2. You ask, Why, then, did the Derg quickly go from the mere slogan of socialism to the determination to implement in earnest a socialist program? You answered, It was because the Derg was seeking path to “absolute power.” Unbelievable! You should have thought of a historical antecedent some 13 years earlier. The whole reason for Neway brothers’ coup was not power for its own sake but the alleviation of deep and embarrassing poverty in the country! Mengistu Hailemariam & Co, despite all their shortcomings, were out to revive and satisfy those frustrated dreams! Remember Mengistu, etc were contemporaries of Neway brothers.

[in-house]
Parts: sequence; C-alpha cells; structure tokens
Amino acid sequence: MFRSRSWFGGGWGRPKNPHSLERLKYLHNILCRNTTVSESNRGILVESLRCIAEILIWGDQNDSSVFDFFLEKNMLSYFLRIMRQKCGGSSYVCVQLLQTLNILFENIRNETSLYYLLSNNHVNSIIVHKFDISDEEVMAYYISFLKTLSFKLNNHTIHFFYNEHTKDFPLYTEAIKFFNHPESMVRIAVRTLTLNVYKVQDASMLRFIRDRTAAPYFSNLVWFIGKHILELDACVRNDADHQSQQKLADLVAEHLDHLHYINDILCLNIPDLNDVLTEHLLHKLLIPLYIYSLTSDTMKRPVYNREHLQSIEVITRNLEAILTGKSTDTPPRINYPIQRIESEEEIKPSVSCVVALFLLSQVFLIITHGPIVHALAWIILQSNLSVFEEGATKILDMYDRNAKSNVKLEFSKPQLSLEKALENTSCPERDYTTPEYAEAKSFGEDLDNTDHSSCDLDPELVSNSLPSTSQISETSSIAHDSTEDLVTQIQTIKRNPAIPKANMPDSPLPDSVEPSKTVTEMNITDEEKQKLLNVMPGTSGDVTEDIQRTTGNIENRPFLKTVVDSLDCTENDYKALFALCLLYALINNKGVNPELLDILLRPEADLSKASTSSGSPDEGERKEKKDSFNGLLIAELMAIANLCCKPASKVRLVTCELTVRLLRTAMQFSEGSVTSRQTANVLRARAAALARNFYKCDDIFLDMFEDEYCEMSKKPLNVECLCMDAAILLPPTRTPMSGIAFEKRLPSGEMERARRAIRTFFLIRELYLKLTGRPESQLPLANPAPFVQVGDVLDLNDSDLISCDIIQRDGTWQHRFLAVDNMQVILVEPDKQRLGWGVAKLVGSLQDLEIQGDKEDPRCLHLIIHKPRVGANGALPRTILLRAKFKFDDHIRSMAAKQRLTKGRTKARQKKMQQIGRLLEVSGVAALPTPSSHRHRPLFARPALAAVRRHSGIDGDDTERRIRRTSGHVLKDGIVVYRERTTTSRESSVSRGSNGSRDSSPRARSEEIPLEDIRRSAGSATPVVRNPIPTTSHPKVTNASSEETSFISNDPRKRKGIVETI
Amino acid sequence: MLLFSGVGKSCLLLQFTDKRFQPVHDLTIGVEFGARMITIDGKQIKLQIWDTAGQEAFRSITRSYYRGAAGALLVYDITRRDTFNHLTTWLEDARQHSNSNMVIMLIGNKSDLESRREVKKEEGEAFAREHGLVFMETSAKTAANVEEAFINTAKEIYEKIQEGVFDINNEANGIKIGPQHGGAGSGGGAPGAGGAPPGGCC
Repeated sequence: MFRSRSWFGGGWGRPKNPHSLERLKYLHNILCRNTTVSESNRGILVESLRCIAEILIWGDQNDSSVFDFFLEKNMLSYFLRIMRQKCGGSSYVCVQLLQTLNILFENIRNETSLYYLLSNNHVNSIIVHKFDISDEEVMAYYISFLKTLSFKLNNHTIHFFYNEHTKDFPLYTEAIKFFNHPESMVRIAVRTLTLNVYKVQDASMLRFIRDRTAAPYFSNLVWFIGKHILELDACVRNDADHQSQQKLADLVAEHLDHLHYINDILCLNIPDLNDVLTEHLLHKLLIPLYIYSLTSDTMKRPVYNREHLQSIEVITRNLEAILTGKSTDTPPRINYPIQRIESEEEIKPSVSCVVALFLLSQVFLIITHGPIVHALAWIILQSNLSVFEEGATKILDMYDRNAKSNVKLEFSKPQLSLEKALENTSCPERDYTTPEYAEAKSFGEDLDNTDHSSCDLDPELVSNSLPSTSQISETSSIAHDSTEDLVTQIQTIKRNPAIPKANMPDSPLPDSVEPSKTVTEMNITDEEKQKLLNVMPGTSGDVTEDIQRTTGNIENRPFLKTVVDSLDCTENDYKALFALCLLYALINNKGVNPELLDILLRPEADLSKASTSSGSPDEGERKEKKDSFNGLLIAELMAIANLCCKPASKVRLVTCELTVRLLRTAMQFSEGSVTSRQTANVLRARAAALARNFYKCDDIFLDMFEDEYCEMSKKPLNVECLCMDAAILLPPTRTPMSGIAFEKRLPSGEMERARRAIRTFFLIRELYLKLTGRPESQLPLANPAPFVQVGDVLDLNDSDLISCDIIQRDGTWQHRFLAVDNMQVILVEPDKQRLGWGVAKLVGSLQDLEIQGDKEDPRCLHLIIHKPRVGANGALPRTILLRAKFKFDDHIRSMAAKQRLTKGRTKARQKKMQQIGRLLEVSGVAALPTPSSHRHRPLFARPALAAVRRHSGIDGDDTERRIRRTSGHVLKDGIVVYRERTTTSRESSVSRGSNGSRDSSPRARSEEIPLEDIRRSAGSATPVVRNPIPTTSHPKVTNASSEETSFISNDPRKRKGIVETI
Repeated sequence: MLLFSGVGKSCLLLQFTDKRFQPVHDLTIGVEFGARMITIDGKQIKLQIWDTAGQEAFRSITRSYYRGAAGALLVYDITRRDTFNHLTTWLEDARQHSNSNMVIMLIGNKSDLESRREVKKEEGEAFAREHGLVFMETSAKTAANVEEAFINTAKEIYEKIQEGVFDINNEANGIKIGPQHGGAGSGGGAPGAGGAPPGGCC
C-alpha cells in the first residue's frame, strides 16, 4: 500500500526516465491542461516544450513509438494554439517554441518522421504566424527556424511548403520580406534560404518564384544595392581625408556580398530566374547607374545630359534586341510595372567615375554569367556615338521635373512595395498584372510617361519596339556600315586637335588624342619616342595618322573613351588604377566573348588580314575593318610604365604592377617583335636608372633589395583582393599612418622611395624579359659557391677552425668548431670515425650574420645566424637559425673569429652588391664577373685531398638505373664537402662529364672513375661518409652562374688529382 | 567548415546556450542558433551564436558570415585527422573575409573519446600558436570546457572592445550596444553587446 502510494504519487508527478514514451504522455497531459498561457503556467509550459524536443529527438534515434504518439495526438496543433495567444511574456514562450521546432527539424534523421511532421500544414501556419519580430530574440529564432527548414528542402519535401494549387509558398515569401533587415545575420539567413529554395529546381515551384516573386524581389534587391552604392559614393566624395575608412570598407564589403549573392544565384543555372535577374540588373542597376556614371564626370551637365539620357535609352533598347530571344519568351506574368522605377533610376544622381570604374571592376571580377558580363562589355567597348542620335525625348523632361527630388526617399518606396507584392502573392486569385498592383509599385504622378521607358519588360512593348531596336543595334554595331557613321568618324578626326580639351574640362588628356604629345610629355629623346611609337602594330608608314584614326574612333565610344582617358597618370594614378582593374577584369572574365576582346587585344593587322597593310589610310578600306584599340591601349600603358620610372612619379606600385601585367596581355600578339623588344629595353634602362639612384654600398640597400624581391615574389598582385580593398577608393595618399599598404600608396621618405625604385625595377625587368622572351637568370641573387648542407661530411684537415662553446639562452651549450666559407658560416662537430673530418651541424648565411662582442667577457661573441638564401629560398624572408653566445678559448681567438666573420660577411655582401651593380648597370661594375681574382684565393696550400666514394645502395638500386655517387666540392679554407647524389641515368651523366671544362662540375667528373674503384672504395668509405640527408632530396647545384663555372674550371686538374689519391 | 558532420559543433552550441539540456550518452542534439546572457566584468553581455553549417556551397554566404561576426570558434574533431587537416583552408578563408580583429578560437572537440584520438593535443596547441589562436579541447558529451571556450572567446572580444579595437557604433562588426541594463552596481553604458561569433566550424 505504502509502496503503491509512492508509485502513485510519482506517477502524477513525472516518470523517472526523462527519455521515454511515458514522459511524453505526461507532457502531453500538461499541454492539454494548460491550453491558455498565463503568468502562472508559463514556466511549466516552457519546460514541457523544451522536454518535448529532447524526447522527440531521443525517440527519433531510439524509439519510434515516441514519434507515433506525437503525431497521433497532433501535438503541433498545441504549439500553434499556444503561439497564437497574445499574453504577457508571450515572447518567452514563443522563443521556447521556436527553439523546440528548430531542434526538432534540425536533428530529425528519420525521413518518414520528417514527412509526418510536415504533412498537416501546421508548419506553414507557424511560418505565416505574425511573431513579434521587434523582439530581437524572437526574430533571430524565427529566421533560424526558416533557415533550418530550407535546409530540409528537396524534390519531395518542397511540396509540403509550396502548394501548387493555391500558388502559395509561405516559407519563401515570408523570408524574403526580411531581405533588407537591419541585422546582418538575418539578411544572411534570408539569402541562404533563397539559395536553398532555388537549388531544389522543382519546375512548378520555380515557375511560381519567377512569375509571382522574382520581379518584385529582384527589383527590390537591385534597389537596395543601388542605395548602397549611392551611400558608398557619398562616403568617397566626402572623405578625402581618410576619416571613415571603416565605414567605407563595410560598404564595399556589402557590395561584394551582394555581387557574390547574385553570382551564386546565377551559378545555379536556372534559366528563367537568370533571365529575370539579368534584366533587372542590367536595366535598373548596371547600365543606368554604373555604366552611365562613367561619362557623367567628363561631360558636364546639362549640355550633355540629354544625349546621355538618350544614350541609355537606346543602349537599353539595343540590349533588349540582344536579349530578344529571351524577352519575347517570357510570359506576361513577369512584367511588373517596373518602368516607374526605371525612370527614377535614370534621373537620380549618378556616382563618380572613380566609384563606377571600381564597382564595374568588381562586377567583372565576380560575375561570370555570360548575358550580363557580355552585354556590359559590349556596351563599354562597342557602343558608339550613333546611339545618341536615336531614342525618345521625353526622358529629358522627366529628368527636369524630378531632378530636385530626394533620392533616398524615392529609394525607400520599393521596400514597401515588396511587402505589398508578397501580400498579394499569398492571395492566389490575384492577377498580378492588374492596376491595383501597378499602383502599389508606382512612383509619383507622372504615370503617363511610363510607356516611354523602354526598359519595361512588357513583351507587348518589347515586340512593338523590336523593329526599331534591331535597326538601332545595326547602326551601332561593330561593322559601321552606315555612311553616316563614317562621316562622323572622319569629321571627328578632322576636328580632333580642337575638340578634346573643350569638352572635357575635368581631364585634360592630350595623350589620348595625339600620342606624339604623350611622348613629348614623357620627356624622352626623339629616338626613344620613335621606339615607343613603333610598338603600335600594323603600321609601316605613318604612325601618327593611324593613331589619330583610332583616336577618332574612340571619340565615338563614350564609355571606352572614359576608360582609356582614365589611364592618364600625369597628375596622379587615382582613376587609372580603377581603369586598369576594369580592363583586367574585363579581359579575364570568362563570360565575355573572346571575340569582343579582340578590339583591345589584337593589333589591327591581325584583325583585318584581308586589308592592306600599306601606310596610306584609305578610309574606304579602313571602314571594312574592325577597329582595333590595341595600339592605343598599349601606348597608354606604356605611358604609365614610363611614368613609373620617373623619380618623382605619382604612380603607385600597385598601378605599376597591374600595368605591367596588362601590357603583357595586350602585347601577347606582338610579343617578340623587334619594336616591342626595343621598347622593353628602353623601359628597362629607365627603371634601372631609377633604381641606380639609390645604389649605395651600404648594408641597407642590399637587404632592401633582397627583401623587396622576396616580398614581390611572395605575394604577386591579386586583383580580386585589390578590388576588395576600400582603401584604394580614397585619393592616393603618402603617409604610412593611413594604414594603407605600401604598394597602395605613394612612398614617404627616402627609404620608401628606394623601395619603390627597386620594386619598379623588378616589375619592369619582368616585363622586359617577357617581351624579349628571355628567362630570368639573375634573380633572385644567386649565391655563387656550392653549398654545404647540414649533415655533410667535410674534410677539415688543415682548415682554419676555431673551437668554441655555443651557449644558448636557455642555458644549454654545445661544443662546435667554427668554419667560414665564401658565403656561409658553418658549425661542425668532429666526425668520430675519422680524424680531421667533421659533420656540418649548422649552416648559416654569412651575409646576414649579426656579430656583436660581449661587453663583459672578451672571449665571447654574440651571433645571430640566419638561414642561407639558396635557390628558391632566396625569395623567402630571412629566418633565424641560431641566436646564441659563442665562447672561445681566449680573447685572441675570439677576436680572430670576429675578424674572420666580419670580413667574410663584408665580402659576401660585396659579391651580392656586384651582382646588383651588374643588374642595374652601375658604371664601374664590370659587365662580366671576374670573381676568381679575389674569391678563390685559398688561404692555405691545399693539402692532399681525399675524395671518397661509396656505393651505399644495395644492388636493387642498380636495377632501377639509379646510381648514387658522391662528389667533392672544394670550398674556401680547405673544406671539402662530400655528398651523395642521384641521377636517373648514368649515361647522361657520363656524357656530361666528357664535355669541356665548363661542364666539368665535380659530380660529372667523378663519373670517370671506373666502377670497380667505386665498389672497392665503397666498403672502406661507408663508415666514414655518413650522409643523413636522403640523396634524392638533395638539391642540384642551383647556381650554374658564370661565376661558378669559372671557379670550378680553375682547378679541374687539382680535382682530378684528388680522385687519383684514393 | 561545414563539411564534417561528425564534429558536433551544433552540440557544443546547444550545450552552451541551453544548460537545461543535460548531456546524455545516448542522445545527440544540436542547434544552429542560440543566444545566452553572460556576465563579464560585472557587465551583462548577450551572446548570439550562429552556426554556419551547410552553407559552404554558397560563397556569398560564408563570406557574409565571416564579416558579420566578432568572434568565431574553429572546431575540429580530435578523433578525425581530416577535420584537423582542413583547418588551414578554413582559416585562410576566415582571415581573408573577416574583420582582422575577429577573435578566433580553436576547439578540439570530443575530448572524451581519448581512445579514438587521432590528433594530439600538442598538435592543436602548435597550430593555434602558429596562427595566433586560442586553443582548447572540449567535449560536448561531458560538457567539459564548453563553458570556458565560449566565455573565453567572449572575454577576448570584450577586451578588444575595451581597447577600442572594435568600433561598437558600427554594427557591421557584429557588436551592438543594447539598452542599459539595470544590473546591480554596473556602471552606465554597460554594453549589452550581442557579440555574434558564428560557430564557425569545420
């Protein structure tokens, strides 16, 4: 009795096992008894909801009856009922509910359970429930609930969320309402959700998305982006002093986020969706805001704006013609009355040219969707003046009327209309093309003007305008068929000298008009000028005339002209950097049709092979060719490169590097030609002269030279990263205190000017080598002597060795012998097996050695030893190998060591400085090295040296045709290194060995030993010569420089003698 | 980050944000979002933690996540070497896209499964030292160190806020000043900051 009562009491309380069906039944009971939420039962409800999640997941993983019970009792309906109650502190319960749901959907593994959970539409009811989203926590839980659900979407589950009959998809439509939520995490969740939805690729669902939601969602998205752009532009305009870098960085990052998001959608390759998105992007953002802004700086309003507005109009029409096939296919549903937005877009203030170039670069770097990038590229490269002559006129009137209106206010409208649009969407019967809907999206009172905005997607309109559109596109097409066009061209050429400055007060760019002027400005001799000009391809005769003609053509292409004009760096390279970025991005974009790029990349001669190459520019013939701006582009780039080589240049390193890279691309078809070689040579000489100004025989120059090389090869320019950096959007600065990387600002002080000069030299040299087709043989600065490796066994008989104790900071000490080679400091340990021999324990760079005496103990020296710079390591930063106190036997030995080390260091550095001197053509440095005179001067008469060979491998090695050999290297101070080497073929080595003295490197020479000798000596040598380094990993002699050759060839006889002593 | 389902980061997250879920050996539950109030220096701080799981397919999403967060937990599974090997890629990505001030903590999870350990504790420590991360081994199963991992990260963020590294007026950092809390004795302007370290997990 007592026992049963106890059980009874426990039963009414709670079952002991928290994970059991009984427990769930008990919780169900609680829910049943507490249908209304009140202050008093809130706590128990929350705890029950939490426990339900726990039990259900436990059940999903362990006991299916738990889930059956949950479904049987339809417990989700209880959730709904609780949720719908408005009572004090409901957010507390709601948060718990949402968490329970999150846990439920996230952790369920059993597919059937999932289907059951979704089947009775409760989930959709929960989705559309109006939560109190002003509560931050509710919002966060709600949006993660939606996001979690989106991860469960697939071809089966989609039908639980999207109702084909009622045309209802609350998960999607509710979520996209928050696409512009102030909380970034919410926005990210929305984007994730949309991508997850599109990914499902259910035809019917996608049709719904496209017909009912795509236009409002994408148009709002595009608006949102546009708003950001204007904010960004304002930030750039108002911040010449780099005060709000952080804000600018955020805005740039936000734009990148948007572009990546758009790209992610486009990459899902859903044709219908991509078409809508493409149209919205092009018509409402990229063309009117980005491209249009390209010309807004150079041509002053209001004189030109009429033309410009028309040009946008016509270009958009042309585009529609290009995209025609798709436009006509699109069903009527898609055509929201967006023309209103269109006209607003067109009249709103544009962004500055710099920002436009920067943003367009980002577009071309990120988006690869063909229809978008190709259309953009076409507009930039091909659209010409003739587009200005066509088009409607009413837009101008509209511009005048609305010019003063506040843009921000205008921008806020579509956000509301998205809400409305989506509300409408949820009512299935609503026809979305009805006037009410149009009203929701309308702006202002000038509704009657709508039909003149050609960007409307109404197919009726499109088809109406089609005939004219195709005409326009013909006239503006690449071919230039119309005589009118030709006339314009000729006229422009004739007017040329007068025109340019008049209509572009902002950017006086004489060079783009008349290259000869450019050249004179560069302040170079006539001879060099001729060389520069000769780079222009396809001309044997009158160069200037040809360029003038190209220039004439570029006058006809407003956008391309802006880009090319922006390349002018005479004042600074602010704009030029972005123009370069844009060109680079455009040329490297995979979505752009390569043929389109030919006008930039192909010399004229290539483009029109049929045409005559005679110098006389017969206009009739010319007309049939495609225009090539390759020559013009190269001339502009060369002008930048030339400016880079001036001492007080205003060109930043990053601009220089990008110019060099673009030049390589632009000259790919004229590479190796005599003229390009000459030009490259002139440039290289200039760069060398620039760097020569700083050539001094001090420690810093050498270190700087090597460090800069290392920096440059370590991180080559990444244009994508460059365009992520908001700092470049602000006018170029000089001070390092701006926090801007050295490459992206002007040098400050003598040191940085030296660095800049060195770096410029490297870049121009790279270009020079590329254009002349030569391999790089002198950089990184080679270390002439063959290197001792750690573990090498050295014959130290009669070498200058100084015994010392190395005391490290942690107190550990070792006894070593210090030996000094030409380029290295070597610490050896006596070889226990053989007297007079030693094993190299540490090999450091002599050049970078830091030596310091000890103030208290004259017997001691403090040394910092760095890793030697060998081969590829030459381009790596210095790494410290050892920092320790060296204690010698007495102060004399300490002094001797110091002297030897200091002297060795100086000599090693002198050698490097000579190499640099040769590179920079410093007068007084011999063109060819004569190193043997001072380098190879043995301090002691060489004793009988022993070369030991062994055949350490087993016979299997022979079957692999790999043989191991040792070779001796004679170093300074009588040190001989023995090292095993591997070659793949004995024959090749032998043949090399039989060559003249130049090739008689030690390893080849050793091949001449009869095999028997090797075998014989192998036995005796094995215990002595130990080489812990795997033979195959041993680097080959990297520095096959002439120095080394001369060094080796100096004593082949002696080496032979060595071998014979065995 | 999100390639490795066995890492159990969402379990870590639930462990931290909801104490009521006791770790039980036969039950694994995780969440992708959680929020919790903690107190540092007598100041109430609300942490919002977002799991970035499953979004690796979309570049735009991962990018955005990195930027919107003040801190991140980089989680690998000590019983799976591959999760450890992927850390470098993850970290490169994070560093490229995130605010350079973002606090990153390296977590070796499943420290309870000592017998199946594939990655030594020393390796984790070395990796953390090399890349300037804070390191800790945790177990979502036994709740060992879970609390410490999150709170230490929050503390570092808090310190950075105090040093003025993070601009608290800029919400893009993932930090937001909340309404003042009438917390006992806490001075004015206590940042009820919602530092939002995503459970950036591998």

Why the uprising progressed the way it did, of course is complicated. For one, it was the Cold War era, meaning one is either with the West or the East (socialism or capitalism). Every poor country in the world was against American imperialism! Ethiopia had no choice but to follow socialist ideology! Complications further arose from student radicalism (as in wiping out age-old religious beliefs and not tolerating any who did not conform to their (often) half-baked adolescent ideology); that stance later ended up a/ instigating the soldiery to take caution about the nation’s security (remember Somalia with US support was mobilizing its troops) and b/ turning students into petty factions (later repeated from their hideout in Assimba mountains). Remember also the Ethiopia of those days was very different from what it was 17 years later. The filter you are using needs working on.